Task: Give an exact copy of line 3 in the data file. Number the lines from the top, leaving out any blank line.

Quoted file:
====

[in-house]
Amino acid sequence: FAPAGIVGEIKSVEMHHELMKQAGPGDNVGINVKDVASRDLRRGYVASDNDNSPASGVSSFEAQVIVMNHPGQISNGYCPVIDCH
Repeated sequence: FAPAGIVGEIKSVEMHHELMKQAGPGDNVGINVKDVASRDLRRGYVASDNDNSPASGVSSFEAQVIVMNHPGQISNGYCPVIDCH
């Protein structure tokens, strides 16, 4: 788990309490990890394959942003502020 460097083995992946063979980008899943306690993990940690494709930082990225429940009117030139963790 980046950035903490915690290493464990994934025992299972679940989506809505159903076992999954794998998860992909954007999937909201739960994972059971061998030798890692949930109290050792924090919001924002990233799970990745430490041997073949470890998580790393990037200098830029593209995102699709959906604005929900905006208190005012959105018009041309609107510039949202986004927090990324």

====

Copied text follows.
Repeated sequence: FAPAGIVGEIKSVEMHHELMKQAGPGDNVGINVKDVASRDLRRGYVASDNDNSPASGVSSFEAQVIVMNHPGQISNGYCPVIDCH